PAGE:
At least six people have been killed and more than 20 injured in an attack on a police station in the western Colombian town of Villa Rica by suspected Leftist rebels, media reports citing local officials said late on Thursday.
Officials said homemade mortars and gas cylinders laden with explosives were used in the attack, which took place when at least 18 police officers were inside the station. Although no group has claimed responsibility for the attack, Colombian authorities blamed the Leftist Revolutionary Armed Forces of Colombia (FARC) rebels.
The attack in Villa Rica came a day after six people were killed and more than 70 others injured in a bombing attack on a police station in the southern Colombian city of Tumaco. That attack was also blamed on the FARC. Police believe the attack targeted regional police commander Gen. Jorge Nieto Rojas, who escaped the bombing unhurt.
The FARC rebels have been fighting the Colombian government for almost five decades in Latin America's longest-running insurgency. They are seeking to impose a Leftist regime in the country, which would redistribute land more equitably among its impoverished population.
The outfit is accused of using money generated from smuggling cocaine to fund its insurgency. The FARC insurgents still carry out attacks on Colombian security forces and other targets despite tough security measures enforced by former President Alvaro Uribe, who completed his term in office last August.
The strong anti-militant policies and related military operations initiated by Uribe since he first took office in 2002 had put the rebel group on the defensive. Recent escalation in FARC attacks came despite a series of successes for the Colombian government in its campaign against the rebel group.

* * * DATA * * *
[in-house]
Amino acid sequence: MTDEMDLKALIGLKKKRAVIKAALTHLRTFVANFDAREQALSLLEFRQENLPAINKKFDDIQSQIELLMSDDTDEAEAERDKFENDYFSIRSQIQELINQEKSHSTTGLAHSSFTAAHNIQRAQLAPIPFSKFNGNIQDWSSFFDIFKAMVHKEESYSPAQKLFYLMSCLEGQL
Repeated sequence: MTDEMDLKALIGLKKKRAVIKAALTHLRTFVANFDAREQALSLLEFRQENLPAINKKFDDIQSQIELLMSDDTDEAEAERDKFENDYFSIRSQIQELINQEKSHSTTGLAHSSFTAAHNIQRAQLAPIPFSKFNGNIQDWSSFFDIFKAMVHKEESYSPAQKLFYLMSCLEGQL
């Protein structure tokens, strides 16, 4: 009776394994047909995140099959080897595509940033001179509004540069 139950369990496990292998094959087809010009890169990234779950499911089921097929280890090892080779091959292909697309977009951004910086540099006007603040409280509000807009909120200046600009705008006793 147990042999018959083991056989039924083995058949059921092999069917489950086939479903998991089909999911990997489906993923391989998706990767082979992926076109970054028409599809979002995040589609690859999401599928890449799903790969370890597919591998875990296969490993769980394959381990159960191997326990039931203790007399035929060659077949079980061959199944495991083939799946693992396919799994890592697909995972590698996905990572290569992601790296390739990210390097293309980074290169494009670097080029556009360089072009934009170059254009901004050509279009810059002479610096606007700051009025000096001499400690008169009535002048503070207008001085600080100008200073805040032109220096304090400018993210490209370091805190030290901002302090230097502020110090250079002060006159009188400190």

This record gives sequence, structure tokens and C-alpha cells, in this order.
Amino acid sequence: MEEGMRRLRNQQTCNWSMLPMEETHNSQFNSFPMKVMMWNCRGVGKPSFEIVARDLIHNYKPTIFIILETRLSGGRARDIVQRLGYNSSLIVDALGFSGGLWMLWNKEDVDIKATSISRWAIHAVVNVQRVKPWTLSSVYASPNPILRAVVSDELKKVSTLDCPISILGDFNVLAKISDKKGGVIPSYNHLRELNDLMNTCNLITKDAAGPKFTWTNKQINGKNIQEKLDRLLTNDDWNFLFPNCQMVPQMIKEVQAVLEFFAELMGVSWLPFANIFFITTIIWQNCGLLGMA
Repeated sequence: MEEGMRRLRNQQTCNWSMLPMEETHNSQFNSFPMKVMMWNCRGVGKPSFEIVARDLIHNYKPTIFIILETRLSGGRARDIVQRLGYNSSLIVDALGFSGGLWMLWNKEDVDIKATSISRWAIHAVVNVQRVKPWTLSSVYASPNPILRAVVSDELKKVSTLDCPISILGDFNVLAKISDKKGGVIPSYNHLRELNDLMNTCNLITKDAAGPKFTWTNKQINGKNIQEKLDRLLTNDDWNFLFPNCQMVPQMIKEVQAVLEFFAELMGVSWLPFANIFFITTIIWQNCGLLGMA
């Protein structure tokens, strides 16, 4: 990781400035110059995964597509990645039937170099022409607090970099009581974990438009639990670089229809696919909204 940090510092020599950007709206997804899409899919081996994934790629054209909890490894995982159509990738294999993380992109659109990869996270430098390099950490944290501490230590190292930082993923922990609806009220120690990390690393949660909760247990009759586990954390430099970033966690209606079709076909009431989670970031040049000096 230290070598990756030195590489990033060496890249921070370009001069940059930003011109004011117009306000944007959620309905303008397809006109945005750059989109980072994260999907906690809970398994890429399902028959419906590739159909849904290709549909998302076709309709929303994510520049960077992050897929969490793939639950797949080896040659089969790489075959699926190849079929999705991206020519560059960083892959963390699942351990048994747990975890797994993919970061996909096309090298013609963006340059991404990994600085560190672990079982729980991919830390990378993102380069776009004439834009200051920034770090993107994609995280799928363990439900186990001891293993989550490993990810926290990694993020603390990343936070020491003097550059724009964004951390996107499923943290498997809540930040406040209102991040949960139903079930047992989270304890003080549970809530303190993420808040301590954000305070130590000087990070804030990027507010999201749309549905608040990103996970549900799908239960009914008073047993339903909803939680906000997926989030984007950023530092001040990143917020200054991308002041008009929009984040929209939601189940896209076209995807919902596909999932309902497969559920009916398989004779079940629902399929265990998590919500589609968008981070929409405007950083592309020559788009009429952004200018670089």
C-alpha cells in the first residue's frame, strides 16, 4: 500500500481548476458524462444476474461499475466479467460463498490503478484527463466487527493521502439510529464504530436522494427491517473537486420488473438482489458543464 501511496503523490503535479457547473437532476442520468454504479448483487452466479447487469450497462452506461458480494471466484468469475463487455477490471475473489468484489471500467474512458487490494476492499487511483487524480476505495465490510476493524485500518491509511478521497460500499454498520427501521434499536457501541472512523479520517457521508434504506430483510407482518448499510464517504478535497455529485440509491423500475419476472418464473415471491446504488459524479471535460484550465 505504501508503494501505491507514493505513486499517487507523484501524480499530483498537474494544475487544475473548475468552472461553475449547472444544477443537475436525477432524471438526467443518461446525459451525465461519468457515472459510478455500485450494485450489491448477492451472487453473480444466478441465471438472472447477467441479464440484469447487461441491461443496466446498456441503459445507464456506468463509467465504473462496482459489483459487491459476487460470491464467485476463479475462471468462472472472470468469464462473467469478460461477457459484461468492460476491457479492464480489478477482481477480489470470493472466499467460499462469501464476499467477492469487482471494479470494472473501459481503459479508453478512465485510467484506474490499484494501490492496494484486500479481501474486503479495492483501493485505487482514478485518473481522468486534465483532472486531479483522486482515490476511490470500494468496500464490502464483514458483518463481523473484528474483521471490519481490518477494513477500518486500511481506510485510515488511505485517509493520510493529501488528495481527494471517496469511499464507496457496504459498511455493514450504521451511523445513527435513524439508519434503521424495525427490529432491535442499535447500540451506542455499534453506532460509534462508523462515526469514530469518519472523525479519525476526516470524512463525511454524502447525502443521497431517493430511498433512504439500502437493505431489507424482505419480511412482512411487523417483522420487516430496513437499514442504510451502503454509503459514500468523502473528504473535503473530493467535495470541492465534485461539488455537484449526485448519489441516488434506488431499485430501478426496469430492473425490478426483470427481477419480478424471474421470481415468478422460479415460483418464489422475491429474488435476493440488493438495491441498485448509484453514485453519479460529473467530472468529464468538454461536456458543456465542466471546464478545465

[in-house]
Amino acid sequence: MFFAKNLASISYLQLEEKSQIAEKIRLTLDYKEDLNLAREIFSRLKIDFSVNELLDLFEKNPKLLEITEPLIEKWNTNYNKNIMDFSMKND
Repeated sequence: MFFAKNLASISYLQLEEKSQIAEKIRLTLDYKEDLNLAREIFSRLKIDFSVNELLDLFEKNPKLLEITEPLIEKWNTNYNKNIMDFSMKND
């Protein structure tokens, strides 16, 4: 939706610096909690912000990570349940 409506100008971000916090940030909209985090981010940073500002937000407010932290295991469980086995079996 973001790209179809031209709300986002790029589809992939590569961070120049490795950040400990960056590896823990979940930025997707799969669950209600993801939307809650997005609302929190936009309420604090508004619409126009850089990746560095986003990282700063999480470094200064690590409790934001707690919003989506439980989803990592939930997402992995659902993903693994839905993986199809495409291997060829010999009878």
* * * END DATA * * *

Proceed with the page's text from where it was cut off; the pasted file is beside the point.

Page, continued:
Counter-insurgency operations by the Colombian security forces had resulted in the killing of FARC commanders Raul Reye and Jorge Briceno, also known as Mono Jojoy, in aerial bombings in 2008 and 2010 respectively.
Another FARC leader, Alfonso Cano, was killed in a military raid in the country's south-western mountainous region on November 4, 2011. Cano's death was seen as a major victory for President Juan Manuel Santos, who had pledged soon after assuming office in August 2010 to crackdown hard on the rebel group.
President Santos has since rejected a FARC offer to begin peace talks, insisting that such negotiations would be possible only if the rebel group renounced violence and released all hostages. In an effort to show its commitment to future peace talks with the government, the group recently released several people it had been holding hostage for years.
by RTT Staff Writer
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